Soon, I'll be getting my concealed carry permit as a retired peace officer. The difference? The cost to do the background investigation is a little less since the hardest part was already done before I was hired.

    Civilian: any person not a military service member; non-combatant.

    Citizen: an inhabitant of a nation; one entitled to the rights and privileges of a citizen (e.g., voting) due to status as native-born or through naturalization.

    --- Rich Grassi

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  3. #2

    rkbartley's Avatar
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    Yes, AND Citizen!!!!!!!



    OES, PM #316

    "The Constitution shall never be construed to prevent the people of the United States who are peaceable citizens from keeping their own arms." - Samual Adams
    "I predict future happiness for Americans if they can prevent the government from wasting the labors of the people under the pretense of taking care of them."- Thomas Jefferson

  4. #3
    ASD Senior Member Jim Trueblood's Avatar
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    Wink Context

    I understand where the author is coming from, but for me it's all about context. I use the term "civilian concealed carry" all the time, but ONLY to help everyday citizens understand the HUGE legal difference between those who ccw for pure self-defense, and those who ccw because IT'S THEIR JOB. A CCW permit is NOT a Badge, and I would never want to confuse anyone, even a little, about that legal fact.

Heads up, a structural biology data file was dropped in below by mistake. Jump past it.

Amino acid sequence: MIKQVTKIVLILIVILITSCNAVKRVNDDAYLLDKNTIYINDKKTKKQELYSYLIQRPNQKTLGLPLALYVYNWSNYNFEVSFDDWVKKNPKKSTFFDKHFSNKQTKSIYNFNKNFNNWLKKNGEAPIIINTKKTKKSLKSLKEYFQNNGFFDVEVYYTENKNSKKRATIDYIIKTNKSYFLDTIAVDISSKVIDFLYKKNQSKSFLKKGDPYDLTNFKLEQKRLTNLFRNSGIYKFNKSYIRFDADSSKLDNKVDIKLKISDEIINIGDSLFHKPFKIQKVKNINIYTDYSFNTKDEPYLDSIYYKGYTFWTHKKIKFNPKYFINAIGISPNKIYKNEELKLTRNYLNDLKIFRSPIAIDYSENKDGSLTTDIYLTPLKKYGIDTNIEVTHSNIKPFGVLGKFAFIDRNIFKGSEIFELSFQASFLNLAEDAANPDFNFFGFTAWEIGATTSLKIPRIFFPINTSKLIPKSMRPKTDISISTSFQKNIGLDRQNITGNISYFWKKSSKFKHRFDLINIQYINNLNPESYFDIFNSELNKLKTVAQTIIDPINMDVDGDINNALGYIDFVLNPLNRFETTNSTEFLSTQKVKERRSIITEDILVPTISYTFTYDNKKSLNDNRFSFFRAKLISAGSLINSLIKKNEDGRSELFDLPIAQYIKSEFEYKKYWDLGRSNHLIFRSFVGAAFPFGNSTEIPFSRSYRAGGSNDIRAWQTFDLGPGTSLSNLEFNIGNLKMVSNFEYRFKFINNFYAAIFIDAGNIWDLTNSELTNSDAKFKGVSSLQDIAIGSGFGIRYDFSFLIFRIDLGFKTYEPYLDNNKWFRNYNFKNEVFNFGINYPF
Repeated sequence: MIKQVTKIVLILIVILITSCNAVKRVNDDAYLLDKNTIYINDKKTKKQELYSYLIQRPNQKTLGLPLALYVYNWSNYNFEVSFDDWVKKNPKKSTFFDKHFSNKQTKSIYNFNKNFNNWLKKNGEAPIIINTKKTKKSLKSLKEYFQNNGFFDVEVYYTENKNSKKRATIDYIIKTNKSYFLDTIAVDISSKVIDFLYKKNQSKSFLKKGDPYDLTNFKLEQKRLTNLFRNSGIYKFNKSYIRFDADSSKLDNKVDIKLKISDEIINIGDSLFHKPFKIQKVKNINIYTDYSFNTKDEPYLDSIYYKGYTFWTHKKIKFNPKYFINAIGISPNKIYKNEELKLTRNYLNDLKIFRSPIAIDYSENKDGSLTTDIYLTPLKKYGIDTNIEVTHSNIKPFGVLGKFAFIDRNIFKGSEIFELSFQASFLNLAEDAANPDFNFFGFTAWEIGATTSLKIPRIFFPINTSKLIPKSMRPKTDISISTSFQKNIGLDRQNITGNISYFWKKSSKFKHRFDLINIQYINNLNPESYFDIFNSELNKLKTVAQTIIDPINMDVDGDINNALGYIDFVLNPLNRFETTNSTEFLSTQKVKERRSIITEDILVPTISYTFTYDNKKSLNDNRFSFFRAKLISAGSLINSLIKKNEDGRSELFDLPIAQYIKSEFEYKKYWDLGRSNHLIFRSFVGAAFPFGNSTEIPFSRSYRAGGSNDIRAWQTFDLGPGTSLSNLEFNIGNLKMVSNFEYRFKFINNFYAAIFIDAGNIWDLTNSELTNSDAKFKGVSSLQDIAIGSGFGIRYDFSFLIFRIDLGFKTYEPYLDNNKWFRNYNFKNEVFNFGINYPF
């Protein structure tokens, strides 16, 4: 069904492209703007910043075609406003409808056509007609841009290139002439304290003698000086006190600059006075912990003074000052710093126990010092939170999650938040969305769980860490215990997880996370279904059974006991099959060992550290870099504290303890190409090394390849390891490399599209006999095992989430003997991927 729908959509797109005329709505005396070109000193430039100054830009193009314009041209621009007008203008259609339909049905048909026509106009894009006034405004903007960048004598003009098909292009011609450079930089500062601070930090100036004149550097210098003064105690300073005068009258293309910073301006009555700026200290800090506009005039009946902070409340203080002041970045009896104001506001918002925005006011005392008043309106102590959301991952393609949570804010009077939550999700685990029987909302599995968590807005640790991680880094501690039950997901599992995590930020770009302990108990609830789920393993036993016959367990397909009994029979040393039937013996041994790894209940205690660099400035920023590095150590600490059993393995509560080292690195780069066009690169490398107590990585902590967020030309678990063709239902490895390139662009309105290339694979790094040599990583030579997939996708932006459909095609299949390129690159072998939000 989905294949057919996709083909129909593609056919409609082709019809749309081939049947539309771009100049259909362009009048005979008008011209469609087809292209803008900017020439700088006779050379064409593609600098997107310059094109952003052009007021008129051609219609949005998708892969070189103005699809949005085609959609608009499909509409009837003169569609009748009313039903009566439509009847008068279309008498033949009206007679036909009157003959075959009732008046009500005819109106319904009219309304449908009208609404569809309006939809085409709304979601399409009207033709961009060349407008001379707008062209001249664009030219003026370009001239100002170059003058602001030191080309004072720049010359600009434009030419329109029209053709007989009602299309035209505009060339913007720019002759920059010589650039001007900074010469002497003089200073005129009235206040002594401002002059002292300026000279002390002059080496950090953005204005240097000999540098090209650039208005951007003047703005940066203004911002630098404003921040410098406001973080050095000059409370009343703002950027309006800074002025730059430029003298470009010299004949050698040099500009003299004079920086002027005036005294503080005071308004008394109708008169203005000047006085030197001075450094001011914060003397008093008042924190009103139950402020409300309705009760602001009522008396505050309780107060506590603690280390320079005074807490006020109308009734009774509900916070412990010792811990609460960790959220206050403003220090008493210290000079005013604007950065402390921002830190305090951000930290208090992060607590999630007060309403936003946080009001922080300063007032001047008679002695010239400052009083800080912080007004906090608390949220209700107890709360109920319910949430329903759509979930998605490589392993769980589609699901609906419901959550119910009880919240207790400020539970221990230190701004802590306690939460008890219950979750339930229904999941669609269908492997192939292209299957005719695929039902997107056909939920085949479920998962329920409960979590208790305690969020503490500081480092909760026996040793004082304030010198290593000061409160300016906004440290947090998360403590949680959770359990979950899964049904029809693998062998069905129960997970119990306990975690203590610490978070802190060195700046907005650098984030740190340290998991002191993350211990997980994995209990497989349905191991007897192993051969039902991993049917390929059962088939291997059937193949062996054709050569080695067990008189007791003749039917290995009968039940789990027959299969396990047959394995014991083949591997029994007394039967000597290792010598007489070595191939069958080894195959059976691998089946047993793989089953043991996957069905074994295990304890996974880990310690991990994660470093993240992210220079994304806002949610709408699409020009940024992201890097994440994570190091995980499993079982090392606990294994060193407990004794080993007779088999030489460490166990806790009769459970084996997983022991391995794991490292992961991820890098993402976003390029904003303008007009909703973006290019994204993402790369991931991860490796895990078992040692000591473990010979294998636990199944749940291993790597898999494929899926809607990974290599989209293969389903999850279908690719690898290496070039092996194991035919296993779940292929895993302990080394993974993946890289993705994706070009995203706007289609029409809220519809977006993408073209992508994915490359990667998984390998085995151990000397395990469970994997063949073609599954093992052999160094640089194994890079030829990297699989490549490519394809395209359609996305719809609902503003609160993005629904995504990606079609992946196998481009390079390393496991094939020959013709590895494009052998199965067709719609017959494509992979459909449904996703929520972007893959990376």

I'd never imply directly or indirectly that a ccw civilian is the same as a ccw Sheriff. Why? Because the legal reality is that the law, courts, and judges view them as being entirely different. Courtroom reality will beat dictionary definitions every time.

    The ccw citizen didn't have to raise his/her right hand and swear a duty-to-act oath. The LEO did. The everyday ccw citizen is nowhere near as protected under the law as a ccw LEO. Both the law and the courts view them as different as day and night. The citizen has a right to self-defense. The LEO has a SWORN DUTY to ACT. That's a HUGE legal difference.

    The legal truth is that LEOs carrying concealed have a SWORN DUTY under the law by which the state gives them the LEGAL AUTHORITY to intervene, confront, chase, and stop. In other words they are legally protected far beyond the protection of the umbrella of self-defense. They can lawfully go on the offensive (attack) as it is their DUTY to stop, apprehend, and arrest.

    I always use the phrase, "If you're attacking, you're not defending", to help ccw citizens THINK about their actions and make certain they are acting in self-defense. When the opportunity arises to safely escape, the citizen must take it! That's what "self-defense" is all about. There's no "get-even" or "now I'm gonna teach you a lesson" in self-defense. The citizen has no legal authority to pursue and take the fight to the badguy (attack). Once the threat is gone, get the hell out of there, call 911 and make a report.

    The typical "citizen" who ventures out from underneath the umbrella of protection provided by the deadly-force/self-defense statute of his/her state does so at enormous risk. A CCW permit is NOT a Badge.

    Stay Safe.

    Last edited by Jim Trueblood; 09-21-2011 at 11:40 AM.
    "The final weapon is the brain. All else is supplemental."
    John Steinbeck